For people living on the breadline, such news will not bring comfort. In some cases, they are already reliant on food banks and an extra few pennies per hour will make little difference. Pay day loans and robbing Peter to pay Paul remains a way of life.
And yet we must not decry the work that has gone into making this announcement real. Many have campaigned for improved pay and conditions for the poorest. And we can be pleased that the wealth created by our economy is slowly starting to trickle down. Though many will still struggle, some will be lifted out of relative poverty. Their children won’t go hungry at school, they’ll be able to afford basic provisions, they’ll have greater esteem.
There is a flipside, of course, and the needs of business must also be considered. For the many small businesses in the region that make miniscule margins, this pay rise will be problematic.
Business has to make a profit, there is no other reason for its existence. And as many companies face pressures from a deflating pound, the uncertainty of Brexit, rising energy costs, increased competition from overseas and the slow growth of our economy; this latest move will be challenging.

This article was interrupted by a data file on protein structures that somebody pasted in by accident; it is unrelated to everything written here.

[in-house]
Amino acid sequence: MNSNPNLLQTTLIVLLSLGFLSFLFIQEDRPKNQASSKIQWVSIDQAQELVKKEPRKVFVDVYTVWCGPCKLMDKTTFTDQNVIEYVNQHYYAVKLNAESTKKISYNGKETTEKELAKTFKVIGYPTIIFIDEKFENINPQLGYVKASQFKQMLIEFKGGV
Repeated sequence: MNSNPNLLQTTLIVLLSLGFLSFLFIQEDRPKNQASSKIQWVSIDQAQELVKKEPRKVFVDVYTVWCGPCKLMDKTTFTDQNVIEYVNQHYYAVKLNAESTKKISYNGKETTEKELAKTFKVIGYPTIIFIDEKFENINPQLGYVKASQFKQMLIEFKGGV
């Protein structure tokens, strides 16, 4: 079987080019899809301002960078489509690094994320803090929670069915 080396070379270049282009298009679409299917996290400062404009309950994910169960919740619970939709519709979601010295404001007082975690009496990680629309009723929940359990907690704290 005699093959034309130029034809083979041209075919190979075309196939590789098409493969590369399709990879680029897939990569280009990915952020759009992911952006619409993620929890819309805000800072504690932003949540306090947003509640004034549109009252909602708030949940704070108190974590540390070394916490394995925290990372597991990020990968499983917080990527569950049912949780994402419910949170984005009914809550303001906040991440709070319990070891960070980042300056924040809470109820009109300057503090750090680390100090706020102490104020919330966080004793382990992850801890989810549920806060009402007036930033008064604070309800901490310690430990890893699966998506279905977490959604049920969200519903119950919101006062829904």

Forward-thinking managers and business owners realise the huge importance of keeping staff happy in order to maintain productivity and the loyalty of staff. Yet that cannot come at the expense of going bust. A balance must be struck – and this one feels about right.
A huge number of Midlands workers receive less than the real living wage. Such towns as Telford are built on a low wage economy. And so this change will provide tangible benefit in our region, while also stress-testing many existing businesses.
Workers have obligations. Increased pay should be married to increased productivity; it is in their interest to make companies more profitable as the region looks to maintain stable employment levels.